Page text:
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The Anti-Life Equation

Sometimes it’s easy to start thinking that since even breathing is part of the CO2 cycle, I’d do a better job of fighting climate change if I were in the grave, and that everyone better forget about having kids.

But the entire point of wanting to fix climate change is to preserve life. Annihilating the planet just to save it would be majorly missing the point. Yeah, yeah, it’s more than just human life that’s at stake, and it’d be worse if all animals died than if “only” humans died, but ideally we do want people to get to live their best lives. (Or their horrific awful life, if Ligotti is right about the human condition. Either way is fine by me.)

That’s not to say that I disagree with all of the malthusian perspectives. Rampant, unsustainable “growth” can wreck a buggy system, and market capitalism has a couple of severe memory-leaking bugs.

That’s the entire point of sustainability. To nurture something without neither drowning it nor burning it.

Some people give to the future by planting a seed, hoping it’ll grow to a plant.
Others take from the future by tearing up a big mine and plundering everything that was in there.

Take a penny, leave a penny. Fun fun fun.♥︎

Both of these things is called “investment” for some dumb reason.

Conclusion: leave the fossil fuels in the ground!


This post came about because I mentioned on Libera.Chat an article about something else that tangentially used the word “carbon-sucking” and someone replied:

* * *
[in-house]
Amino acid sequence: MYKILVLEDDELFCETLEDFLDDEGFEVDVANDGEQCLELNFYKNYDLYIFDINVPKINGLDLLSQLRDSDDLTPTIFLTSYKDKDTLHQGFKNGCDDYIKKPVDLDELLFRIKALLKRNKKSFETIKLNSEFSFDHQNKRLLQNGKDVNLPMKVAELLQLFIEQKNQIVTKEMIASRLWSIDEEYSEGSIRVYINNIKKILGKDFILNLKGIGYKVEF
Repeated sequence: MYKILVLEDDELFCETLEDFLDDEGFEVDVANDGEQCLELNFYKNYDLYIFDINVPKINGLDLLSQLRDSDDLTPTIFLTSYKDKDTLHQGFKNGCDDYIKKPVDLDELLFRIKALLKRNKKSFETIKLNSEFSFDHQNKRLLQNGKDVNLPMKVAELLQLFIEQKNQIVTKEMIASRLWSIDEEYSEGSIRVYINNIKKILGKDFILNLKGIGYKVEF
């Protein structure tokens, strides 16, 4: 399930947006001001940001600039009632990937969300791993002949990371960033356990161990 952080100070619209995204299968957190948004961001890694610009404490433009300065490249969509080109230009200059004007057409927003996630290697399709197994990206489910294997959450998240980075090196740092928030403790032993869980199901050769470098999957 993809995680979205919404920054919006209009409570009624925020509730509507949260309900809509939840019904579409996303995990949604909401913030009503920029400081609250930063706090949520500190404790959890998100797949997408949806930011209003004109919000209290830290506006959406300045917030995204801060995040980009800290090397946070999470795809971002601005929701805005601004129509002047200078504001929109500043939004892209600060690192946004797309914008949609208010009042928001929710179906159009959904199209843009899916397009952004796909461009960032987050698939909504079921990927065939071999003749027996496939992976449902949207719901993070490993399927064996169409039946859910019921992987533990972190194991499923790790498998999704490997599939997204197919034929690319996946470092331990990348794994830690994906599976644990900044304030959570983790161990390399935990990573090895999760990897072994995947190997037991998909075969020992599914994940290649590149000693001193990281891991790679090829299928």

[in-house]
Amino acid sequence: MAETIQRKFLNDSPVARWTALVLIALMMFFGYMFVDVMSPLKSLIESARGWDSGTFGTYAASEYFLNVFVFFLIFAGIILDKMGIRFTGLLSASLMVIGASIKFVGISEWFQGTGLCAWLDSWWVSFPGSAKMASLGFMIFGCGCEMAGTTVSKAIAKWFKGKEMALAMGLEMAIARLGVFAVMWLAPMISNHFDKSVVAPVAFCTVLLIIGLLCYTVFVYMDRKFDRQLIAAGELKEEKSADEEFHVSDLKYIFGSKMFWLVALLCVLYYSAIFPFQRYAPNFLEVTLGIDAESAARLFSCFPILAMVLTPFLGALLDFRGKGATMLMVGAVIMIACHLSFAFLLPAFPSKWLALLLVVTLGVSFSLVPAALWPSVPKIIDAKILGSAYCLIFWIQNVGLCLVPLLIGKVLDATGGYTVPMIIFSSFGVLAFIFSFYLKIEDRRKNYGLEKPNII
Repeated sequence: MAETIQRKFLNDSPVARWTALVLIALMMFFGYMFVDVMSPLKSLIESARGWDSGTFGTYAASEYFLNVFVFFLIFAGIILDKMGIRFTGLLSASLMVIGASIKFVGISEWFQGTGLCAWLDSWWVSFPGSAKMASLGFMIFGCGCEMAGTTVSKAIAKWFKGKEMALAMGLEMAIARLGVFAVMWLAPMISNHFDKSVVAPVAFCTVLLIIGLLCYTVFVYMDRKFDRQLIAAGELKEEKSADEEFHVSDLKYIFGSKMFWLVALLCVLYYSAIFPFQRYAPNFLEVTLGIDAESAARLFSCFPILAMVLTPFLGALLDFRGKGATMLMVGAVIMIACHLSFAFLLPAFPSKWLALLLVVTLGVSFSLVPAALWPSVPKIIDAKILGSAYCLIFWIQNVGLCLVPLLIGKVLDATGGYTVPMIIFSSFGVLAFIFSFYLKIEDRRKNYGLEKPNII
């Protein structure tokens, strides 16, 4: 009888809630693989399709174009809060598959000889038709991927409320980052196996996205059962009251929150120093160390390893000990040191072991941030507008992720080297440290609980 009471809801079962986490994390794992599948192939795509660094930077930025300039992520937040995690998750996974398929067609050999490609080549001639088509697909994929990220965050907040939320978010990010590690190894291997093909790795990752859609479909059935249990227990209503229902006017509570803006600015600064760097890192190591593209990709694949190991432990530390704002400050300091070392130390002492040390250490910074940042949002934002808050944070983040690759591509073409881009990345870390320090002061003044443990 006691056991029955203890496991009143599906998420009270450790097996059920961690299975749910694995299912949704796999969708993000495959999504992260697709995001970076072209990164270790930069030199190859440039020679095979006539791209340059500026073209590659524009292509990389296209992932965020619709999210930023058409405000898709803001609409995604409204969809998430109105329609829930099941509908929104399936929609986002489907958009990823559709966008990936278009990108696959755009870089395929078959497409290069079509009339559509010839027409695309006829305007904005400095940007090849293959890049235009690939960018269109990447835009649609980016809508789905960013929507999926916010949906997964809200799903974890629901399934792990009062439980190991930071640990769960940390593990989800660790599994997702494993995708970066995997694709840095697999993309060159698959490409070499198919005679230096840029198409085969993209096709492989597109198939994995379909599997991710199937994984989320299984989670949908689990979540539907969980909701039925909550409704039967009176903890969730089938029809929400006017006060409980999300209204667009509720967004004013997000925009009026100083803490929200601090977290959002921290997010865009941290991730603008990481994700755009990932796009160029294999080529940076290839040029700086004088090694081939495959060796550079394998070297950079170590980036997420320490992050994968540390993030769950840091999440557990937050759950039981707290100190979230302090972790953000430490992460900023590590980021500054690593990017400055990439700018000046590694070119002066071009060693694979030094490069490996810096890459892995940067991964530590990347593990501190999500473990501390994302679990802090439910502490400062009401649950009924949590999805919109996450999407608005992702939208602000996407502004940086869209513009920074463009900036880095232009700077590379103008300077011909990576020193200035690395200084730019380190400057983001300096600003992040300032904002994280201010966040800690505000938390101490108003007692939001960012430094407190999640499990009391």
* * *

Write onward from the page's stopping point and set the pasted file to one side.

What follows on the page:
if you’re against “carbon sucking” then you should want more poor starving people
poor people use less resources on account of having none
people really need to re-evaluate their allegiances to groupthink tribes
fundamentally, negative utilitarianism is anti-life
be FOR something

While that’s maybe bit reductive since I am for a couple of things, although admittedly most of the things I am for is putting the kibosh on the many, many more things I am against. I’m for leaving it in the ground and living sustainably.

While phrasing an opinion as a negative, like “against labor exploitation”, does have plenty of disadvantages compared to phrasing it positively, like “for workers’ rights”, it’s also important to be able to try to have a clear-headed view of actual problems as problems. As I’ve said many times, the left is good at straight-forwardly and unflinchingly looking at very real problems but not so good at solutions, while the right often prefer to think of problems as if they were not problems. (Not saying the people I was talking to in this specific discussion were right-wing or that they didn’t have their own analyses of the best path forward; just trying to connect to a larger reason for why discussing problems straight-forwardly can be a valuable step towards improvement.)